You can’ t measure culture.
Managers like to avoid the topic of culture. It is seen as a soft factor. “Culture has long been out,” say some consultants. The discomfort stems from the myth that culture is difficult to express in numbers.
Yet, successful numbers always rely on acceptance of a company’s culture by customers and employees.
Business success is essentially built on the resonance that stories find in the market.
Just one example of many: Business models are essentially stories that explain how companies work.
A good business model answers Peter Drucker’s well-known questions: Who is our customer? And what does the customer value? How do we make money in our business? And what is the underlying logic that explains how we can provide added value to customers at a reasonable cost?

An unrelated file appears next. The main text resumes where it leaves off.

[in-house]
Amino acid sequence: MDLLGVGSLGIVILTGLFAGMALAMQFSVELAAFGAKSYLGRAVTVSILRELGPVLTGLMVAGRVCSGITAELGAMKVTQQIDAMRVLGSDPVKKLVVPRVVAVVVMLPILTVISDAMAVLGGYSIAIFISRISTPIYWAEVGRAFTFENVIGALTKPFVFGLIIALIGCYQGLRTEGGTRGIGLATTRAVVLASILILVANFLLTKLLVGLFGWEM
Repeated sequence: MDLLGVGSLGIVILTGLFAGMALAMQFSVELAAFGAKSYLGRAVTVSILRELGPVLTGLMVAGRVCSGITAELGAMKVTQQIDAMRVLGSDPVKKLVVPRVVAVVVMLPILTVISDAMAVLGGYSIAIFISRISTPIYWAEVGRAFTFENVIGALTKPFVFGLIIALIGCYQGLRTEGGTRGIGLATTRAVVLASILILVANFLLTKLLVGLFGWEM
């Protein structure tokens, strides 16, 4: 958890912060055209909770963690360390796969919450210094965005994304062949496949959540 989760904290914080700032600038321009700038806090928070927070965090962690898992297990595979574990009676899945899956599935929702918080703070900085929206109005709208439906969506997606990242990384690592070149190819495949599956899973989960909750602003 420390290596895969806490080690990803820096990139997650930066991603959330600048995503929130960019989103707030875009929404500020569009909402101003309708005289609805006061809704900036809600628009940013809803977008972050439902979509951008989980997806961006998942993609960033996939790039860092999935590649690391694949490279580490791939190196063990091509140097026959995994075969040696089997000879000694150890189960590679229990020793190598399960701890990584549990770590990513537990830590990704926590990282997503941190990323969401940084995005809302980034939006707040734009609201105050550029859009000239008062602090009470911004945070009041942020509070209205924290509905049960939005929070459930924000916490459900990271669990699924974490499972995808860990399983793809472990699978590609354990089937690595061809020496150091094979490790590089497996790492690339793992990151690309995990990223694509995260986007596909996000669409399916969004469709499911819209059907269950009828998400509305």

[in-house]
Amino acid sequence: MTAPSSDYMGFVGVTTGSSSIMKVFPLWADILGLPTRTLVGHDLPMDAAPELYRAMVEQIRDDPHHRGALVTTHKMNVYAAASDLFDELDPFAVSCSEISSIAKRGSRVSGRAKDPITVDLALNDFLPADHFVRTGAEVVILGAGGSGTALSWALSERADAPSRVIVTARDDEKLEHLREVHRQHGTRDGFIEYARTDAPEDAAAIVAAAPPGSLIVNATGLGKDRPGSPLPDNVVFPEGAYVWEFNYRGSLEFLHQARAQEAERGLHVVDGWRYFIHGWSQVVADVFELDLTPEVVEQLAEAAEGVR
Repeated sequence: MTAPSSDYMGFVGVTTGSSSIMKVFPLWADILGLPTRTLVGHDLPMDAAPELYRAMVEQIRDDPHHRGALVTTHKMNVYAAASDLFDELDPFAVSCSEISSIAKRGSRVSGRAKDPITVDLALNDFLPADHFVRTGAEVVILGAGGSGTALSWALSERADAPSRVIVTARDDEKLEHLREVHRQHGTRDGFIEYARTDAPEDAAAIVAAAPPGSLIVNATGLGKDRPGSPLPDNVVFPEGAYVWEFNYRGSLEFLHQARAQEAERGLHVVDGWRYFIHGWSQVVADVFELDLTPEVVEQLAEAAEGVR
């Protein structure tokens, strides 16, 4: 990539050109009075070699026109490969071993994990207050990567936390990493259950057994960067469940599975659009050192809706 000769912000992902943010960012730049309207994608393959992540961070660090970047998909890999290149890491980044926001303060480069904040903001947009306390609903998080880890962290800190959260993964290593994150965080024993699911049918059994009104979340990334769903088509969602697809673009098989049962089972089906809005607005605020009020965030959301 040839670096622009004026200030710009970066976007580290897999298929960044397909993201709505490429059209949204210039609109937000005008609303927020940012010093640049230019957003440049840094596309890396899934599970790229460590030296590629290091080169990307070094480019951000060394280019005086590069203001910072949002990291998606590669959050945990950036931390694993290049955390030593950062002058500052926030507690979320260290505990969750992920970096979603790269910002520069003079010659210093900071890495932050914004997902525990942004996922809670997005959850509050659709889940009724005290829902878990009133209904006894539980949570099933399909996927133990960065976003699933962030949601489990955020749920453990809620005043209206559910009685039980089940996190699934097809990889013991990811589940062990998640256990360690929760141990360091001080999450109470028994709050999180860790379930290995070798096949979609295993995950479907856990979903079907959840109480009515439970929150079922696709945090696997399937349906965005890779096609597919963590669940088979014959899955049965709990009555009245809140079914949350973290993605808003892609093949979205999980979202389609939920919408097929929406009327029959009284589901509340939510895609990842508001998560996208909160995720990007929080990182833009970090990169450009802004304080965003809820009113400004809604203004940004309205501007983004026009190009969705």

Business models look more like inspiring scripts than dry balance sheets.
Start to write your own success story!
I recommend to start with some simple story sourcing in your own team.
As is so often the case these days, it is primarily an exercise in listening. Stories connect members of organizations with stakeholders (customers, investors) already now — at any point in time. Rather than assessing people interviews, I suggest to start with cafe type formats — online or on site.
This can work in the following way:
Tip #1: Group discussions. Invite the to sharing concrete situations and experiences and put them together in casual groups of up to four of five.
Tip #2: Appreciate what is. To start, focus on positive emotions: “What did employees recently accomplish that they hadn’t dreamed possible?”
Tip #3: Share in the audience. Harvest the stories and try to detect patterns. No matter how large your organization is, you will see them in a short period of time.
If you think culture can’t be measured, you’re missing the chance to write these stories into the future!
Listening to culture is always the better way.